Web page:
Risks of Bulimia During Pregnancy

The risks of bulimia during pregnancy are clear. Women with bulimia can struggle with their eating disorder both during and after their pregnancy. They can give birth to underweight babies who have health issues throughout their lifespan.

About 5% of pregnant women will experience an eating disorder, and many give birth to healthy babies.[1] But you’ll need extra help and support — both before and after your baby is born — to ensure your family stays healthy.

pregnant woman

Can Pregnancy Trigger or Worsen Your Bulimia?

Women with bulimia have a complicated relationship with body image, nutrition, and weight gain. Pregnancy can amplify all of these problems.

You will gain weight, your shape will change, and you may experience food cravings. Your bulimia can worsen during this unusual time.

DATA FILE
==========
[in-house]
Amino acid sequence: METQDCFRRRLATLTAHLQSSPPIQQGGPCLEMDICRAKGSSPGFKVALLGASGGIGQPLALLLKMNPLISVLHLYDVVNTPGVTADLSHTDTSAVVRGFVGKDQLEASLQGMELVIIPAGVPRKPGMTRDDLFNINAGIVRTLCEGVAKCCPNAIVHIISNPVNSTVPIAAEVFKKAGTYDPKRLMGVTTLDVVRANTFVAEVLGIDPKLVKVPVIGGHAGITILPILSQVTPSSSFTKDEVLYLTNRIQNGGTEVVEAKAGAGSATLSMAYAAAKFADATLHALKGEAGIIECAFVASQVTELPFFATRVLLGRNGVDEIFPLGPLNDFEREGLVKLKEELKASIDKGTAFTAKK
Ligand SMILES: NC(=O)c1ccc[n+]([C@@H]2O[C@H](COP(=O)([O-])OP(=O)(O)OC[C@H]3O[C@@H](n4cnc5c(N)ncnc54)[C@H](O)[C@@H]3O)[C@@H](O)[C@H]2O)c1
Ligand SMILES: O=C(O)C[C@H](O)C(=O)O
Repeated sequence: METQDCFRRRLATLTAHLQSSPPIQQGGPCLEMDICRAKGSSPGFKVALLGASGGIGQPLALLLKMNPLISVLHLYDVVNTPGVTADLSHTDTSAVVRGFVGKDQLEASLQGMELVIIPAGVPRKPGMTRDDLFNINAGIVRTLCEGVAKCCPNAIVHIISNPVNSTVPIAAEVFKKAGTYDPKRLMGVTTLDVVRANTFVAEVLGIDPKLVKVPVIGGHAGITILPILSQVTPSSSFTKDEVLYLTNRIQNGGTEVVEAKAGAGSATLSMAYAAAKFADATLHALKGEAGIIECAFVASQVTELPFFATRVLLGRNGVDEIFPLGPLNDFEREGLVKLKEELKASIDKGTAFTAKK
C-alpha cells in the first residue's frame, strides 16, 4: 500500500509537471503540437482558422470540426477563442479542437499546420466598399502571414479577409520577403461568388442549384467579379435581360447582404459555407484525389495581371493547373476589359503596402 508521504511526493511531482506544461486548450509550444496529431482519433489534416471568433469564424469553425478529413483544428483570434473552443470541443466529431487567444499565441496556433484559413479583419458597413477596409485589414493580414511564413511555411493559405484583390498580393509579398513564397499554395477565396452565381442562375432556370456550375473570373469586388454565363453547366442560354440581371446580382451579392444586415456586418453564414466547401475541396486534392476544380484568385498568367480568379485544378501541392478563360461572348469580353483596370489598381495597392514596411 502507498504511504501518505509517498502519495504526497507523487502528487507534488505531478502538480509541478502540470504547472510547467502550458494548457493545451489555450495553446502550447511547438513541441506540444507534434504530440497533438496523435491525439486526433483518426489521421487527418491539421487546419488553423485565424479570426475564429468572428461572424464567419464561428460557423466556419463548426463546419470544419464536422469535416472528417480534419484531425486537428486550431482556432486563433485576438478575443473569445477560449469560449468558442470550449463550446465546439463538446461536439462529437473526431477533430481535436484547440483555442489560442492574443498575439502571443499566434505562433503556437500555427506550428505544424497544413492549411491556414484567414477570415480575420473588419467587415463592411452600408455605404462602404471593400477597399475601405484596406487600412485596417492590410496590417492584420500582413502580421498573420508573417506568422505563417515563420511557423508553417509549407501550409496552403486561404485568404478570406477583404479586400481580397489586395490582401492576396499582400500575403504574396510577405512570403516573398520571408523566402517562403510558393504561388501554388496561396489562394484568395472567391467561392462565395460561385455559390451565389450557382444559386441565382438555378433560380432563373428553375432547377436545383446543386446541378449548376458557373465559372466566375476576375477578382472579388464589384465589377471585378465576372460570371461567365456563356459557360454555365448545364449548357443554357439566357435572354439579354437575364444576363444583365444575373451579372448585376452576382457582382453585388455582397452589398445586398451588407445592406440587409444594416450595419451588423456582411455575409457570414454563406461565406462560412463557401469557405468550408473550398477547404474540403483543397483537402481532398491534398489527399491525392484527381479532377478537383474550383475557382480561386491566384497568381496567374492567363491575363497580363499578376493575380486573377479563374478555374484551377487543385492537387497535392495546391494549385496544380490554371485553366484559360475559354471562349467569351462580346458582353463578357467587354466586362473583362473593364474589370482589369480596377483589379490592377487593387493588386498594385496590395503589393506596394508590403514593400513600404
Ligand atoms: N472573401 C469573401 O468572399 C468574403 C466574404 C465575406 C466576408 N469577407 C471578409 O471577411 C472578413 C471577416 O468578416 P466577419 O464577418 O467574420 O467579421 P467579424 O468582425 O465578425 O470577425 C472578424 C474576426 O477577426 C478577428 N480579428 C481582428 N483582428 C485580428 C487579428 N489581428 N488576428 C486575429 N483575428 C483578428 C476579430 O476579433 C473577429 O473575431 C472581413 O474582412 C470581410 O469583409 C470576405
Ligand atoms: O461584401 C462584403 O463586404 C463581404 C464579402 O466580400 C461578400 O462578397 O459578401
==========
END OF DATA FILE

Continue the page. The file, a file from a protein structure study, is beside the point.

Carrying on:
Women with bulimia have an increased chance of using fertility treatments when compared to their peers.[2] Your pregnancy may not be a surprise to you. But even if you hoped to get pregnant, you might be surprised at how the journey changes you.

Sharing Your Body During Pregnancy

In a study of pregnant women with eating disorders, many reported feeling like they’re living in a body that no longer belongs to them.[3] You may have the following experiences:

  • Feel the baby moving
  • Have intense cravings for certain foods
  • Develop food aversions
  • Gain weight, even when you don’t want to

Any or all of these changes could cause stress, and bingeing may seem like a great way to cope.